Tag Archives: open mic

SpeedPoets: last drinks for 2009

If you are anywhere near Brisbane this coming Sunday (November 1), and you like your poetry live, then head along to SpeedPoets. This Sunday brings the curtain down on the events eighth year and there is no plan of slowing down… SpeedPoets will take a break over summer and return in March 2010, well rested and hungry for your words.

SpeedPoets Gimp

To take us out for the year, there will be features from Jeremy Thompson & Brent Downes, live music and sounds from Sheish Money, free zines, giveaways and a surprise performance by one of the acts that had the audience raving after QPF’s Saturday night event A Million Bright Things. And of course there is you, giving voice to your poem in the Open Section and keeping the event vibrant, diverse and full of fire.

So pack your poems and be part of the celebration this Sunday, November 1 from 2pm at The Alibi Room, 720 Brunswick St, New Farm.

I’ll see you there…

 

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SpeedPoets & other Brisbane Poetry Gigs

SpeedPoets Logo

 

Don’t forget that SpeedPoets takes over The Alibi Room tomorrow for their annual Open Mic Championships… should be a great afternoon. Check out all the details tomorrow as well as lots of other upcoming gigs.

Sunday August 2
 
This is the big one folks! SpeedPoets fires up for its yearly Open Mic Championships, so make sure you are at The Alibi Room (720 Brunswick St, New Farm) from 2pm to put your name down to be in the running for some cool prizes including $100 first place, $50 second place + a whole range of giveaways. But most importantly, we want you there to share the spoken word love.
 
The rules of engagement are simple:
 
* There are 20 places available in the Open Mic Championships
* Sign on will take place at The Alibi Room between 2:00pm – 2:30pm or until the 20 places are filled
* Each poem read/performed must be the poet’s original work
* Each poet has 3 minutes to read/perform their poem (one poem only)
* If the poet goes over the allocated time, they will be notified and given 30sec to finish their poem.
* The poet may not use props or musical accompaniment.
* 5 poets will be selected to read in a second round
* Poets selected for the second round will be allocated 6 minutes to read two (2) poems
* If the poet goes over the allocated time, they will be notified and given 30sec to finish their poem.
* Judges will then select a first and second place (with prizes for the runners up)
 
Please note: these rules may be changed at the organisers discretion and judges decision is final. No discussion will be entered into.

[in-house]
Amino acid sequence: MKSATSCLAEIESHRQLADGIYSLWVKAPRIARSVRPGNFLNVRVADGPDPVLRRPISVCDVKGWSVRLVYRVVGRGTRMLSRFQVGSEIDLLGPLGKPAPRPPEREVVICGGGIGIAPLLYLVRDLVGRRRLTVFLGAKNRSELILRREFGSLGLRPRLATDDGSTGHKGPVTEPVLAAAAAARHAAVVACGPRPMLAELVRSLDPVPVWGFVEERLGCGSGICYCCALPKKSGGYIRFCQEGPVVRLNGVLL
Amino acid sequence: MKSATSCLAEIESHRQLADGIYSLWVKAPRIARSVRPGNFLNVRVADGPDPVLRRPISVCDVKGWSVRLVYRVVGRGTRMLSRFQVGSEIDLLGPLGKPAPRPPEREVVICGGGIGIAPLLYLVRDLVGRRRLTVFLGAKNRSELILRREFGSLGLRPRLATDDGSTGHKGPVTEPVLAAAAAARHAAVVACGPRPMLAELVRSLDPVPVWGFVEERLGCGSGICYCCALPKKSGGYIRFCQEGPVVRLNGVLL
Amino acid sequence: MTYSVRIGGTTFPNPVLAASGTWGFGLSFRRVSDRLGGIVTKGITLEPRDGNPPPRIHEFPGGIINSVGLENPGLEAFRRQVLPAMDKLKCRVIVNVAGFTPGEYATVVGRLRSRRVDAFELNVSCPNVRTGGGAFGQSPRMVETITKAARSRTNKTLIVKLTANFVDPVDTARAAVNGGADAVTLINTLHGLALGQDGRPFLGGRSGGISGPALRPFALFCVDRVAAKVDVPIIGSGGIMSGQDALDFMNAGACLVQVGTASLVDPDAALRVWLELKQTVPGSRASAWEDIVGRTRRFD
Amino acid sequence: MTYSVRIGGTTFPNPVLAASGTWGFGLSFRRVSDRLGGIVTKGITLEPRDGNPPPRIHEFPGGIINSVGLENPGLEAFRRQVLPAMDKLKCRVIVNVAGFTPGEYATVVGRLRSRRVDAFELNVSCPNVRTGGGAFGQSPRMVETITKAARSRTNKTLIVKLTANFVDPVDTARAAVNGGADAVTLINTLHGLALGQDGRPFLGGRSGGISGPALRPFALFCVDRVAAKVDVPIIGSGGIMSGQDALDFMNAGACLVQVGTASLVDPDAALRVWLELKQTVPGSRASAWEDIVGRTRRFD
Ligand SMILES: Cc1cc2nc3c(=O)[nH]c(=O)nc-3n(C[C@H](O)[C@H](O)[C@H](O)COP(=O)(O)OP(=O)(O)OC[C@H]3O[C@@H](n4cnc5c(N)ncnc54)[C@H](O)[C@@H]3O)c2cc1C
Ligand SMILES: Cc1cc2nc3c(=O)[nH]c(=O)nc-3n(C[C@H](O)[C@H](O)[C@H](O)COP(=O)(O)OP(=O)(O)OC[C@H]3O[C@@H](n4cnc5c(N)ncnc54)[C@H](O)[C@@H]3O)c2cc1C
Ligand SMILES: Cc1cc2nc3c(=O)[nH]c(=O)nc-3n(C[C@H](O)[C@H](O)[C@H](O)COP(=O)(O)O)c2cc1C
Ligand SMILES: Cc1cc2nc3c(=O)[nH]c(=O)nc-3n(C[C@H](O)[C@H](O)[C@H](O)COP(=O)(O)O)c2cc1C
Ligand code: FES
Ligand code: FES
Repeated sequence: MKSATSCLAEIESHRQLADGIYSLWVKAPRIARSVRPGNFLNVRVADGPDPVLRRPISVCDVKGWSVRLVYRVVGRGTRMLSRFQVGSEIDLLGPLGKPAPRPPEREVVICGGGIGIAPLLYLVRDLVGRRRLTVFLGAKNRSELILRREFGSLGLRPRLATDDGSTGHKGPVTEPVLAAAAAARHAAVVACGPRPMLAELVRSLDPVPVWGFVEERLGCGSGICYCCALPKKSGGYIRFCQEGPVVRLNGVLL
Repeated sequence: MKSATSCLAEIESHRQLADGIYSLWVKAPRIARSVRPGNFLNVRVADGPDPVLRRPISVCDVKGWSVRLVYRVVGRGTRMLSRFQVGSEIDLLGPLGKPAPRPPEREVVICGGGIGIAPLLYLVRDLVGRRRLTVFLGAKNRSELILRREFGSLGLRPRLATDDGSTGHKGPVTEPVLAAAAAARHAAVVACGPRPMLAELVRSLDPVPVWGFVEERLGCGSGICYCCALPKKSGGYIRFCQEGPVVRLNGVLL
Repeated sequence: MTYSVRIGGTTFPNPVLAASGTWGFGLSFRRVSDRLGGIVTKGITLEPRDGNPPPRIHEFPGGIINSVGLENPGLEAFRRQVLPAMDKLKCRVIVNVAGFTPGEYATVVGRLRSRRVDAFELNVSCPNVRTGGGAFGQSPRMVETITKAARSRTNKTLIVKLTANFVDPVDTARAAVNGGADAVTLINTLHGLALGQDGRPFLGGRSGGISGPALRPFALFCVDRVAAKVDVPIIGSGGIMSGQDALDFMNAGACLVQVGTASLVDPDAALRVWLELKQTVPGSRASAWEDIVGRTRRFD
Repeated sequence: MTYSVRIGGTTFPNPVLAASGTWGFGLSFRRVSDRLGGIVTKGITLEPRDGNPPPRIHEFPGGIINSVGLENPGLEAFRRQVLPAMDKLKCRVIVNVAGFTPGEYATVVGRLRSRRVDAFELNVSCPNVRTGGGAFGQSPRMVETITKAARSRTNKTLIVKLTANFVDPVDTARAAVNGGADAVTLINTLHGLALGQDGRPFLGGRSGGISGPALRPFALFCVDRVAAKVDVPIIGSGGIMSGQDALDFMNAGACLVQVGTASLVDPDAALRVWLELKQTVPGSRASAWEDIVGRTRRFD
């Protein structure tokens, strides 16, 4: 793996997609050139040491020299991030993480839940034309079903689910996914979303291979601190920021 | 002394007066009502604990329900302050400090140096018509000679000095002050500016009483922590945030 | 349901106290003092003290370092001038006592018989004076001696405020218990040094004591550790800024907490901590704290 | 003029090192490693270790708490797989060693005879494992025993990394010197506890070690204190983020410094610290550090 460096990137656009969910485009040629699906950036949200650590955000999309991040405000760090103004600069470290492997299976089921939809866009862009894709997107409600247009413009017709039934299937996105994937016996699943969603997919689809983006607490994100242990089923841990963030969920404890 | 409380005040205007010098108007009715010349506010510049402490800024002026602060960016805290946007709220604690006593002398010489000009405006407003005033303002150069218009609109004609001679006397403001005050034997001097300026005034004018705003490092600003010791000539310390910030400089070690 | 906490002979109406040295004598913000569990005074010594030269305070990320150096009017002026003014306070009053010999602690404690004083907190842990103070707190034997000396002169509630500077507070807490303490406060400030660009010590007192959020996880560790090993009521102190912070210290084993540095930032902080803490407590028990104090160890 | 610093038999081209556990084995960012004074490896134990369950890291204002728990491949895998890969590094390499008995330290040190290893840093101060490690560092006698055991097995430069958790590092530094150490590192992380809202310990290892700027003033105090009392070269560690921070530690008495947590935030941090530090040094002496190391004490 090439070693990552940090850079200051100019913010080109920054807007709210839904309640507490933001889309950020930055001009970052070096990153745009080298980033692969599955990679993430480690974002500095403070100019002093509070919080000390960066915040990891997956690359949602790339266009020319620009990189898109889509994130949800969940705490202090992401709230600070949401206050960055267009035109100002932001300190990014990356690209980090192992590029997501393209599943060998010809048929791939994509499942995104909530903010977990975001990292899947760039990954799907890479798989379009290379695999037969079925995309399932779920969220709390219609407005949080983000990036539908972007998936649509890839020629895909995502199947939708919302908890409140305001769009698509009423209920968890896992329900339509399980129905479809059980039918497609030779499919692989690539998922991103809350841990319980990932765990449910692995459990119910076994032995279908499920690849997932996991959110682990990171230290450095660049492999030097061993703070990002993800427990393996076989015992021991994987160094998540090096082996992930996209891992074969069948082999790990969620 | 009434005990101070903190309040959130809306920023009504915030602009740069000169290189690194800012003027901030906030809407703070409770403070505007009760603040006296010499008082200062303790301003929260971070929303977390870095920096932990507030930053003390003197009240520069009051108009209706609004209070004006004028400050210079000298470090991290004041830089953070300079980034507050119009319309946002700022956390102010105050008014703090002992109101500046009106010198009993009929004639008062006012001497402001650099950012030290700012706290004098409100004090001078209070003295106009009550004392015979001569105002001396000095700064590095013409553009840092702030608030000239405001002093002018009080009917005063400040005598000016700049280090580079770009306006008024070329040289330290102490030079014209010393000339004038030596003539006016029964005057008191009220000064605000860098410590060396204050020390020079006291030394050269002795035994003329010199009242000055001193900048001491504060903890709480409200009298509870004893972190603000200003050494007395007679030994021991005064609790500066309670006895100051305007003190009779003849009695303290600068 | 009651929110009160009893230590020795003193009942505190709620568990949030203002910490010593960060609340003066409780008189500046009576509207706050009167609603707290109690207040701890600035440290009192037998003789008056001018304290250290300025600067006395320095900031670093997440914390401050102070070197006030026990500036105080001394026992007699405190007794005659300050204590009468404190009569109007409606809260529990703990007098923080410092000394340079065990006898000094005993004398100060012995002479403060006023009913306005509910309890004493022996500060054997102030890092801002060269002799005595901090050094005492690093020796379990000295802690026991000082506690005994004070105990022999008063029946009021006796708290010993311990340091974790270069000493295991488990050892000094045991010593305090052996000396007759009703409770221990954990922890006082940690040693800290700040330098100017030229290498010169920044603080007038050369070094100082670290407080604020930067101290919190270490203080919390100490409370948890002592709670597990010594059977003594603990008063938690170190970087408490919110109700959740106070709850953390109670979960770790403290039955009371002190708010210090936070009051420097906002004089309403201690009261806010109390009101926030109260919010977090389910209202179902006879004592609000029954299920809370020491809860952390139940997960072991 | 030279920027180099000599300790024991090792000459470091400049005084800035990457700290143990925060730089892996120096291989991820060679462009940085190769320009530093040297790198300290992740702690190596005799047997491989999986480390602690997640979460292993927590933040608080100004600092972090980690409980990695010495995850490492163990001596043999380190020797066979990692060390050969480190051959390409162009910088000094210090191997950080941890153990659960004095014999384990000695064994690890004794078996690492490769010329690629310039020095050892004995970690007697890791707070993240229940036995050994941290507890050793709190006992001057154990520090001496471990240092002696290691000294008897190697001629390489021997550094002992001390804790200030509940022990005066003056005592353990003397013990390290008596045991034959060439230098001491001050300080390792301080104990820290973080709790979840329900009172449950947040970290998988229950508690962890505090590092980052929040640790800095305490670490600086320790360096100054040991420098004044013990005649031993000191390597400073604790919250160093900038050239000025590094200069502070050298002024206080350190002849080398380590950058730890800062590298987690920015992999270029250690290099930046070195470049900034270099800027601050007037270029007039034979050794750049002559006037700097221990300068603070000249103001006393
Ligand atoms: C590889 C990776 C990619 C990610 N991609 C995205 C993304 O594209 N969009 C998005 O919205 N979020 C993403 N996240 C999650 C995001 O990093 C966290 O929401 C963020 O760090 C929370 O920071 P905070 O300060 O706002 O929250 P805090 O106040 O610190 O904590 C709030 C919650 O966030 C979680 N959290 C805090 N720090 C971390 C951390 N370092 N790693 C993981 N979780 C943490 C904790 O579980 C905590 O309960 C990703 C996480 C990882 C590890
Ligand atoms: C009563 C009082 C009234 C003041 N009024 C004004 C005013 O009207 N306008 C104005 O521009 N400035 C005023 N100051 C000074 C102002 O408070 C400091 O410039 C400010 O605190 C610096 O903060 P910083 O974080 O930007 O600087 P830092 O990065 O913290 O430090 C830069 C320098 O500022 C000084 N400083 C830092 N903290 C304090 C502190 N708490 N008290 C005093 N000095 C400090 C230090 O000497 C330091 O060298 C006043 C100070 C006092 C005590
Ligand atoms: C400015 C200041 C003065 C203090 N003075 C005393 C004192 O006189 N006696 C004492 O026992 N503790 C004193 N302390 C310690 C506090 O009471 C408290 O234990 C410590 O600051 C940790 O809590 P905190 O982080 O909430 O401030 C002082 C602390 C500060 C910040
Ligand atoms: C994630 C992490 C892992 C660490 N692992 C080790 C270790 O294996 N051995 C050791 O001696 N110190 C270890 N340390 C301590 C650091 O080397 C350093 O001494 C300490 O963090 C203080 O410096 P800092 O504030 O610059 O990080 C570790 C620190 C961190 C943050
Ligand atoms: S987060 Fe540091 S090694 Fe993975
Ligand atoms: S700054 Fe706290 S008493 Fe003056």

And to add to the fun, our monthly riff generator, Sheish Money will be bringing some friends from his band Namedropper along to play a set of songs from their forthcoming CD.
 
As always there will be free zines and the monthly raffle. Entry is a gold coin donation. Don’t miss it!!!
 
SpeedPoets, 2pm Sunday August 2, The Alibi Room (720 Brunswick St New Farm)
 
 
 
Thursday August 6
 
Put some poems in your pocket and head on over to Cafe Checoco (Hardgrave Rd West End) for Poetry Soup. Plenty of Open Mic and jamming opportunities for all comers! The gig kicks off at 7:30pm and is a free event.
 
 
Wednesday August 19
 
THE SUITS SLAM OFF

ouTsideRs cordially invite you to THE SUITS

+ the AUSTRALIAN POETRY SLAM – BRISBANE HEAT 1

 ‘One of the most bizarre and brilliant live music events Brisbane is likely to witness this year.’ ouTsideRs Time Off review 

‘An idea that is not dangerous is not worthy of being called an idea at all.’ Oscar Wilde 

Following on from blowing Hunter’s Ghost at The Globe, Beau Brummel’s beckoning you to get your best suit on (bathing/business/birth/track, what have you) and get ready to kiss buttons as we present our second MASSIVE ouTsideRs show of 2009, stuffing David Byrne shoulder pads and Poetry Slam into the Ladies’ Lounge that is The Troubadour. Funded by the fine croupiers’ pockets via the Gambling Casino Benefit Fund, this night will be a three-piece American box cut with the best BrisVegas wordsmiths venting their hearts and words on lapels for all to wear and hear! 

Featuring track-suited drop six house band & their John Butler award winning hip-hop soul Impossible Odds,  the contemporary double breasted chicanery of MAJIK BOX and QLD slam spoken weird suit-master of ceremonies Ghostboy with well groomed word mannequins  Tessa Leon & Pascalle Burton….plus the usual ouTsideRs dandy madness! 

And this show sees the start of the Australian Poetry Slam presented by The State Library of QLD –  in true two-tone style, tailored lines and all. Two minutes to “hit The Troubadour mike and let the words take flight” as part of Australia’s biggest spoken word competition – where the audience is the judge! It’s a Rat Race, the first 20 to sign up on the night will compete. For full event & slam details head to: www.slq.qld.gov.au/poetryslam

ouTsideRs/Australian Poetry Slam Heat 1
The Troubadour
Wed 19th August
8pm doors / 8:30pm start
$5 entry / prizes for best use of a tie… Suits you, Sir, oooh!
www.outsiders.com.au

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Speak Out: Poetry and the Spoken Word (part 2) an interview with Tim Sinclair

A couple of weeks ago, this Lost Shark asked the question: